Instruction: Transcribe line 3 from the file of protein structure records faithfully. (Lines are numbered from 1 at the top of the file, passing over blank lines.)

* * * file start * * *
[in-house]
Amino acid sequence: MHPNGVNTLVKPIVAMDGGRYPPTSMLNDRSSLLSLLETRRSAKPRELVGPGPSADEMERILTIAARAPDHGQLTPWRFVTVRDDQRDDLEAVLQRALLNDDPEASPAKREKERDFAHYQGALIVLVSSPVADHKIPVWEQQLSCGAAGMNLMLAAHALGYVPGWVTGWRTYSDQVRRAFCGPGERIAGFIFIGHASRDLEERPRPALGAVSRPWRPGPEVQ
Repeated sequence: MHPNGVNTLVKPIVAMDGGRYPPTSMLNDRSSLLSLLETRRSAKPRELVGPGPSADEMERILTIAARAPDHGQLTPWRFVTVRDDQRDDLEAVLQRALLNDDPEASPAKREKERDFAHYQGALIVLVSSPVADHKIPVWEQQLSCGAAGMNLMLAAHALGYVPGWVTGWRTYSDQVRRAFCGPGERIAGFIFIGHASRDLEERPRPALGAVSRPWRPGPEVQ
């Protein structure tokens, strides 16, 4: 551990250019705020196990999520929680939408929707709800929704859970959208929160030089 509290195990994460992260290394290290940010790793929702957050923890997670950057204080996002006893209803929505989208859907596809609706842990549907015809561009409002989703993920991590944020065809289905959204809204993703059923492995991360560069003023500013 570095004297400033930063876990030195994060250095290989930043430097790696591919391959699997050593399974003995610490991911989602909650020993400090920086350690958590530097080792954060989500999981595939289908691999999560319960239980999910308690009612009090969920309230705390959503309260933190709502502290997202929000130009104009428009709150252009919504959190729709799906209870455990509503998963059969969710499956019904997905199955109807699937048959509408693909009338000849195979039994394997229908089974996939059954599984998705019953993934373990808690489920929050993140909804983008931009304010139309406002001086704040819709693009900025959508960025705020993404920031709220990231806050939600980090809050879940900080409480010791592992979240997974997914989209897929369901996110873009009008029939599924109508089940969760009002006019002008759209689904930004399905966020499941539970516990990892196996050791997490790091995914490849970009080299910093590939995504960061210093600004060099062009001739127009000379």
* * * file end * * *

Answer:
Repeated sequence: MHPNGVNTLVKPIVAMDGGRYPPTSMLNDRSSLLSLLETRRSAKPRELVGPGPSADEMERILTIAARAPDHGQLTPWRFVTVRDDQRDDLEAVLQRALLNDDPEASPAKREKERDFAHYQGALIVLVSSPVADHKIPVWEQQLSCGAAGMNLMLAAHALGYVPGWVTGWRTYSDQVRRAFCGPGERIAGFIFIGHASRDLEERPRPALGAVSRPWRPGPEVQ